A RECORD-breaking driver who drove the length of Britain in under 10 hours kept it SECRET in a bid to avoid prosecution, a jury has heard.
Thomas Davies, 29, of Corwen in North Wales, made headlines after he claimed to have travelled 841 miles from John O'Groats to Land's End in nine hours and 36 minutes in 2017.
But Davies is now on trial at Truro Crown Court charged with two counts of perverting the course of justice and three of dangerous driving.
Prosecutor Ryan Murray claimed the driver accomplished the feat by travelling at “extremely dangerous” speeds and using devices and fake number plates “to avoid detection.”
It is also claimed the Welshman waited six months to tell the world about the record because speeding in the UK has to be prosecuted within six months.
Mr Murray said: "This is a case about two tips of the UK - John O'Groats in the north of Scotland and Land's End here in Cornwall and the defendant's ambition to travel from one of those points to the other, in a motor vehicle quicker than anyone else had ever done before.
"It is also about, the prosecution say, illegal methods that he used to achieve his ambition."
He said the points are 841 miles apart and on an average day with average traffic would take around 15 hours to complete.
But Mr Murray said Davies did it on 9 hours and 36 minutes and a tracker he fitted to his car recorded that.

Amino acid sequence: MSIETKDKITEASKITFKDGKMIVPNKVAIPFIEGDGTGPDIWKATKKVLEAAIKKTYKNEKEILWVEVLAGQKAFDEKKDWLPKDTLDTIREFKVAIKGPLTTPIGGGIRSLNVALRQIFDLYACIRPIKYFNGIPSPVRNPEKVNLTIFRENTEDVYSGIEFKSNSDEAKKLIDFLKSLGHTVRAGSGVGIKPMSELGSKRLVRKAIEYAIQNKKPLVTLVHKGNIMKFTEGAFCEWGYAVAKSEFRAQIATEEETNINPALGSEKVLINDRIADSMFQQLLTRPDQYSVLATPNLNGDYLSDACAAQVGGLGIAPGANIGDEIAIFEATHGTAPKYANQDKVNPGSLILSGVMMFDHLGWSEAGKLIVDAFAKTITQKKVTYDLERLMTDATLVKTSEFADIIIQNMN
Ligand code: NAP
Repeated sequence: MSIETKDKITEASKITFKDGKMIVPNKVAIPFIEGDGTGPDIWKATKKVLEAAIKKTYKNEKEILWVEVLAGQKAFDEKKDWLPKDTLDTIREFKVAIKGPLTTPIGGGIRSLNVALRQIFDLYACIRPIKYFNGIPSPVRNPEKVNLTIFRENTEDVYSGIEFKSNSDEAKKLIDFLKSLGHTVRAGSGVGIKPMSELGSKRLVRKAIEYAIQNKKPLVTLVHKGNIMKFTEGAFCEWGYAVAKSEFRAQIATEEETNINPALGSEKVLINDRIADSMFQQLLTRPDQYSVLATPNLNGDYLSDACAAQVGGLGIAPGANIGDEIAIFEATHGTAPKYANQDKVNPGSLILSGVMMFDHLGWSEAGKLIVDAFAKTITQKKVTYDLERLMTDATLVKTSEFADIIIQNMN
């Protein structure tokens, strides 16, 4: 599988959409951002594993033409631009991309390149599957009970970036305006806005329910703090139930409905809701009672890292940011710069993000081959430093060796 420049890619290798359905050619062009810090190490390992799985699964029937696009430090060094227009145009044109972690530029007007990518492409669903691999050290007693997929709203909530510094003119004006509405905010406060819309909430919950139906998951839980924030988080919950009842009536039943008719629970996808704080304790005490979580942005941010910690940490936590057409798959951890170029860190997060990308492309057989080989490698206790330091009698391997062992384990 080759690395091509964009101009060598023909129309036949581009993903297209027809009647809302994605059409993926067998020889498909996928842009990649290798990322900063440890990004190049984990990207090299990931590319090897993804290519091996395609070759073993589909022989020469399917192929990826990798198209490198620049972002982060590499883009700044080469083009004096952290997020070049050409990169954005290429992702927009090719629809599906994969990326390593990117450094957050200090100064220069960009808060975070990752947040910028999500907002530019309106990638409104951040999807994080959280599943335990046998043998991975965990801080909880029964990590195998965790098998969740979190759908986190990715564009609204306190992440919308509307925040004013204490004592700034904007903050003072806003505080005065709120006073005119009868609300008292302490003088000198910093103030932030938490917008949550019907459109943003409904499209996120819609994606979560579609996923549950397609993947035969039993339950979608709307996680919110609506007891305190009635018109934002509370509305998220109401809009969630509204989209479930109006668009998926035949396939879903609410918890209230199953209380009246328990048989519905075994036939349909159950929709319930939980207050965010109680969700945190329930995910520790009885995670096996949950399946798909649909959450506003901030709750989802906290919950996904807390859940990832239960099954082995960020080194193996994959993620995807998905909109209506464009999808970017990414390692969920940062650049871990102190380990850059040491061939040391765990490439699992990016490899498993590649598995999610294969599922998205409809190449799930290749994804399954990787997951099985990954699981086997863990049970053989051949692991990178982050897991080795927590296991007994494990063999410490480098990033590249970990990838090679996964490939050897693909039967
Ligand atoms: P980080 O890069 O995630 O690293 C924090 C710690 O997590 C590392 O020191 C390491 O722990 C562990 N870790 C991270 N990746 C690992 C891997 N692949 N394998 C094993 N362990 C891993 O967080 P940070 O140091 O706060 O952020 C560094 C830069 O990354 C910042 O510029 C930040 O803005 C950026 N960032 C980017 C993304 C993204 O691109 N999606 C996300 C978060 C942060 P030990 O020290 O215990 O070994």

The prosecuting lawyer said: “To travel 841 miles in that time requires the driving to be fast, very fast in fact. You may think this is obvious.
"Speed records are after all not easily broken by vehicles that travel slowly."
He claimed Davies' average speed would have been 89mph which is “an extremely dangerous way to drive.”
In August 2018, police raided the driver's home and found a silver Audi A5 S5 which the Welshman claims he used to sensationally break the speed record, Mr Murray said.
Cops then found an extra 80 litre fuel tank in the boot which was free to rattle around in the boot and was not sealed, added the prosecutor.
Also found were four transponders known as jammers - two under the front registration plate and two under the rear plate- which are used to sense a speed laser.
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He said there was a device which warns of fixed or mobile police radar speedometers.
Mr Murray said these devices and fake number plates were used “ to avoid detection.”
Davies denies the charges and his trial continues.